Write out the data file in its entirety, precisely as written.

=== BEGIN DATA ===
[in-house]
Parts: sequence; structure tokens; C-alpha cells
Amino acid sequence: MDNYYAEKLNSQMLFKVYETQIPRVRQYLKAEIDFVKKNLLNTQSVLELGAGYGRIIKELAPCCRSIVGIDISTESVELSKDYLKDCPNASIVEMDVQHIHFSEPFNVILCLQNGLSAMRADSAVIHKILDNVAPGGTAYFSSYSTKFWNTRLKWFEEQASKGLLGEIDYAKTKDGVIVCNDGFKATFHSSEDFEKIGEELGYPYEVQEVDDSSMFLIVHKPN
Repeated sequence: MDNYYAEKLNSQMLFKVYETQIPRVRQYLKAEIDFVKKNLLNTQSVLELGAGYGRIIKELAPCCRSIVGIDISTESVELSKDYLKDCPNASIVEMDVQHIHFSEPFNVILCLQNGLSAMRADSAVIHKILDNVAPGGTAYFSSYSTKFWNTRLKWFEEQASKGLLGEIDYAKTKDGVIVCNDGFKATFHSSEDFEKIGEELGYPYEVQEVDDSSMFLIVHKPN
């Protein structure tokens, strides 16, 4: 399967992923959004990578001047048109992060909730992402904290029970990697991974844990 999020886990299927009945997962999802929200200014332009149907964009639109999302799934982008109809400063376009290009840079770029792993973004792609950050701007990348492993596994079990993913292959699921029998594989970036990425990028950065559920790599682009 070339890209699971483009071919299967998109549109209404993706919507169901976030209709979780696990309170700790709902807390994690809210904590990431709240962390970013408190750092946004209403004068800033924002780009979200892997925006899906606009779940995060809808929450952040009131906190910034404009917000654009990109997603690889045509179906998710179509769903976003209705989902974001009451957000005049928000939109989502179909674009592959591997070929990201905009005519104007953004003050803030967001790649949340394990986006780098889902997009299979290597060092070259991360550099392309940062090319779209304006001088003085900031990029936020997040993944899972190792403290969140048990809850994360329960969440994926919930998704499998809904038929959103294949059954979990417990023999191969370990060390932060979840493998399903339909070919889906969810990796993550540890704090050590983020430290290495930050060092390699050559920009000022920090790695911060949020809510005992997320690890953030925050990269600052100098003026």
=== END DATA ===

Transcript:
[in-house]
Parts: sequence; structure tokens; C-alpha cells
Amino acid sequence: MDNYYAEKLNSQMLFKVYETQIPRVRQYLKAEIDFVKKNLLNTQSVLELGAGYGRIIKELAPCCRSIVGIDISTESVELSKDYLKDCPNASIVEMDVQHIHFSEPFNVILCLQNGLSAMRADSAVIHKILDNVAPGGTAYFSSYSTKFWNTRLKWFEEQASKGLLGEIDYAKTKDGVIVCNDGFKATFHSSEDFEKIGEELGYPYEVQEVDDSSMFLIVHKPN
Repeated sequence: MDNYYAEKLNSQMLFKVYETQIPRVRQYLKAEIDFVKKNLLNTQSVLELGAGYGRIIKELAPCCRSIVGIDISTESVELSKDYLKDCPNASIVEMDVQHIHFSEPFNVILCLQNGLSAMRADSAVIHKILDNVAPGGTAYFSSYSTKFWNTRLKWFEEQASKGLLGEIDYAKTKDGVIVCNDGFKATFHSSEDFEKIGEELGYPYEVQEVDDSSMFLIVHKPN
């Protein structure tokens, strides 16, 4: 399967992923959004990578001047048109992060909730992402904290029970990697991974844990 999020886990299927009945997962999802929200200014332009149907964009639109999302799934982008109809400063376009290009840079770029792993973004792609950050701007990348492993596994079990993913292959699921029998594989970036990425990028950065559920790599682009 070339890209699971483009071919299967998109549109209404993706919507169901976030209709979780696990309170700790709902807390994690809210904590990431709240962390970013408190750092946004209403004068800033924002780009979200892997925006899906606009779940995060809808929450952040009131906190910034404009917000654009990109997603690889045509179906998710179509769903976003209705989902974001009451957000005049928000939109989502179909674009592959591997070929990201905009005519104007953004003050803030967001790649949340394990986006780098889902997009299979290597060092070259991360550099392309940062090319779209304006001088003085900031990029936020997040993944899972190792403290969140048990809850994360329960969440994926919930998704499998809904038929959103294949059954979990417990023999191969370990060390932060979840493998399903339909070919889906969810990796993550540890704090050590983020430290290495930050060092390699050559920009000022920090790695911060949020809510005992997320690890953030925050990269600052100098003026």